This is my 100th post everyone! Thanks to all of my readers who have kept me blogging this far. I was going to plan a special post but I'm already so behind that that's not going to happen.


As cool as Montis Resort was, the breakfast buffet was surprisingly disappointing. So we left halfway through and made our way back to Chiang Mai. We returned the bikes without any fees for scratches (I had tipped mine over in a parking lot after it was stopped and had been dreading how many zeros would be on the fine). Maybe that's just a Koh Tao thing to charge tourists their entire savings for a scratch that wasn't even theirs. Either way we hurried away from the rental place before they could change their minds.

We walked back to the hotel we had stayed at a few nights ago to see if they had by any chance found my bracelet. I walked up to reception and asked in simple English if they had found a bracelet in room whatever it was. The lady said something to the guy standing next to her, who left and then returned holding a square of paper which he handed over to me. I tore it open and there was my bracelet. I awkwardly hugged the guy over the reception counter, happy enough to cry. Karma was on my side today.

We had the hotel call us a taxi to take us to the train station. We still had to pick up our tickets at a tourist agent across the street so Fletch ran to grab those while I watched the luggage. We still had a couple of minutes before boarding then, so I left Fletch with the luggage while I ran and grabbed lunch from a little shop next door, then ran to the very last car on the train where we had a cabin with two bunks. It was still fairly early in the evening but as was becoming routine with train travel, I promptly fell asleep.


I woke up in Bangkok after a very restful night's sleep, I won't say how long that journey is as I'm beginning to think I have a problem...

We had booked a hotel in Bangkok for the night as we were going to be spending a night while we waited for our friend Macala to arrive the next day. We would have spent the extra night in Chiang Mai or Pai but the train had been completely booked the following day due to the King's birthday.

We hopped in a taxi and gave them the name of yet another awesome hotel Fletch had found, The Okura Prestige. The taxi brought us to a high rise building and we rode up to the 25th floor where the lobby was. Welcome back to the big city. The hotel had a Japanese theme so decorations were minimal yet incredibly sleek. There was a giant Christmas tree in the lobby as well, our first reminder that Christmas was only two weeks away. As we were becoming accustomed to, our room wasn't ready yet, so we left our bags and went to check out the hotel's infinity pool, the reason we had chosen this place.

An attendant informed us that since it was winter, this corner of the hotel only got a couple hours of sunlight per day, so we left and walked down the street in search of breakfast. We found a coffee shop that resembled a Starbucks but apparently was the "first spelt & trans-fat free bakery in Thailand, since 2000." I don't particularly care one way or the other about spelt but they did have a decent quiche. They also had a soundtrack of Christmas music playing, the first Christmas music I had yet to hear all year. I could get the hang of this not having to acknowledge Christmas until two weeks before.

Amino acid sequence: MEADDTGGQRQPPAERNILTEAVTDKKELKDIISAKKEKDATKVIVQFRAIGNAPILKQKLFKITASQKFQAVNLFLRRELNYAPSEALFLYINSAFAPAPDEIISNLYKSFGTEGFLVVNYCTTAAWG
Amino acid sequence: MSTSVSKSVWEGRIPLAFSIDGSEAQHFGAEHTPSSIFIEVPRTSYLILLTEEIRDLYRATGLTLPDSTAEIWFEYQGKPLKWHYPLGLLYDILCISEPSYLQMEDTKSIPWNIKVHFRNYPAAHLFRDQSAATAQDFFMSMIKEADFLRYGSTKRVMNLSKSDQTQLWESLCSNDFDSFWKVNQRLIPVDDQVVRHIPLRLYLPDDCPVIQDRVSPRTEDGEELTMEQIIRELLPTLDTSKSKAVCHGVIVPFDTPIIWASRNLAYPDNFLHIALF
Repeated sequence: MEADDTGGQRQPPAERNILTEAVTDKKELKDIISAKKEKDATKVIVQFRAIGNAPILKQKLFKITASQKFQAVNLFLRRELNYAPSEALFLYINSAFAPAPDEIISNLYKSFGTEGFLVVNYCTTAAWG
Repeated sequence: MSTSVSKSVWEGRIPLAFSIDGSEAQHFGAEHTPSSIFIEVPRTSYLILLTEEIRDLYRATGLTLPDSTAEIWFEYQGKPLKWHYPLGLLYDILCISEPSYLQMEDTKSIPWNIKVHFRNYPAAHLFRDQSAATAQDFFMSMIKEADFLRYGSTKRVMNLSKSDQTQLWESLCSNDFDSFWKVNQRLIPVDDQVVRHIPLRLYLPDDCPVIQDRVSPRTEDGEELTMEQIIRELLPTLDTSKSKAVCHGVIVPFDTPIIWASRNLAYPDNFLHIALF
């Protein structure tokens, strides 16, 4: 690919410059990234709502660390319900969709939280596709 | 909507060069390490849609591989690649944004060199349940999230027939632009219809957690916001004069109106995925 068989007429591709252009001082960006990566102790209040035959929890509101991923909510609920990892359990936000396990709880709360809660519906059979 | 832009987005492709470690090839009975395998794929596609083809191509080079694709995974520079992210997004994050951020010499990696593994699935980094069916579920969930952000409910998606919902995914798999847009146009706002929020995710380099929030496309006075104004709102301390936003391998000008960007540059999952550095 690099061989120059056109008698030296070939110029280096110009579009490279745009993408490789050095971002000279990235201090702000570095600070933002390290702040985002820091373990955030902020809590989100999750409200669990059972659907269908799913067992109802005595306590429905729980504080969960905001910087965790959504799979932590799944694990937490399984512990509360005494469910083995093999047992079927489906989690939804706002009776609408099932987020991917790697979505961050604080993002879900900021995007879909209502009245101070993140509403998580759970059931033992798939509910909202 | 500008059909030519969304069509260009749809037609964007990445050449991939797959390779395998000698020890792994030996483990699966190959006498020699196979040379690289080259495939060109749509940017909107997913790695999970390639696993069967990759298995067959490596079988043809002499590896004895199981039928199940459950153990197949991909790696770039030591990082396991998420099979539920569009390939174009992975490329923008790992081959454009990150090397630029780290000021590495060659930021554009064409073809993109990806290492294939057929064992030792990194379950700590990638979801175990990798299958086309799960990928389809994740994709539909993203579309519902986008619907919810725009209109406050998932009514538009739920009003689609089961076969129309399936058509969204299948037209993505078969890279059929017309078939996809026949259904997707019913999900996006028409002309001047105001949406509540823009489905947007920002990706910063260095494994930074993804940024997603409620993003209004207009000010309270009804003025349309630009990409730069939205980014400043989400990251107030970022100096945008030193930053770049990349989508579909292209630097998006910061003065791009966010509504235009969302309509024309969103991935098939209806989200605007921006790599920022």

After breakfast we walked down the street to the block where all the embassies were located. We saw a sign for the Ukrainian embassy and I knew we would have to take a picture for my mom who is half Ukrainian. We walked into the building and up to the front desk. The lady asked for our passports and we told her we weren't Ukrainian. She didn't care, just scanned our passports and issued us two visitor's badges. We entered the elevator and rode up to the appropriate floor and waltzed right in, just long enough to snap a few photos, then rode back down and returned the badges.

We continued on our walk, down the street to the US embassy. There was a large concrete wall surrounding the entire complex, but on each panel was a different mural, painted by school children, depicting the friendship between the US and Thailand. They were really sweet to look at.

We made our way to the entrance gate, and gave the lady our passports, thinking we knew the drill by now. She asked what time our appointment was.
     "We don't have one."
     "What is the purpose of your visit?"
     "We just want to look around."
     "Sorry I cannot let you in."
Typical US government. We walked away in shock that our own embassy wouldn't let us in, and instead humored ourselves by walking up the stairs to one of the cross walks and peering over the concrete wall.

We walked farther down the street where a very elaborate gate was wide open with a security officer standing at the entrance. Beyond the gate looked like a giant park. We tried asking the security officer what this area was but he just smiled and waved us through. I guess we were going in. Sure enough, inside was a massive park, with green lawns and trees and a lake. A path ran in a large circle around it with a biking lane on one side and a jogging lane on the other. We began to walk and were startled to see what looked like some sort of komodo dragon slinking across the lawn up ahead. We crept closer for a better look. This thing was a good three or four feet long. We started walking again to find that these giant lizards were all over the place. A quick google search showed that they were water monitors, quite common around Bangkok, and could grow to be six feet long. Yikes.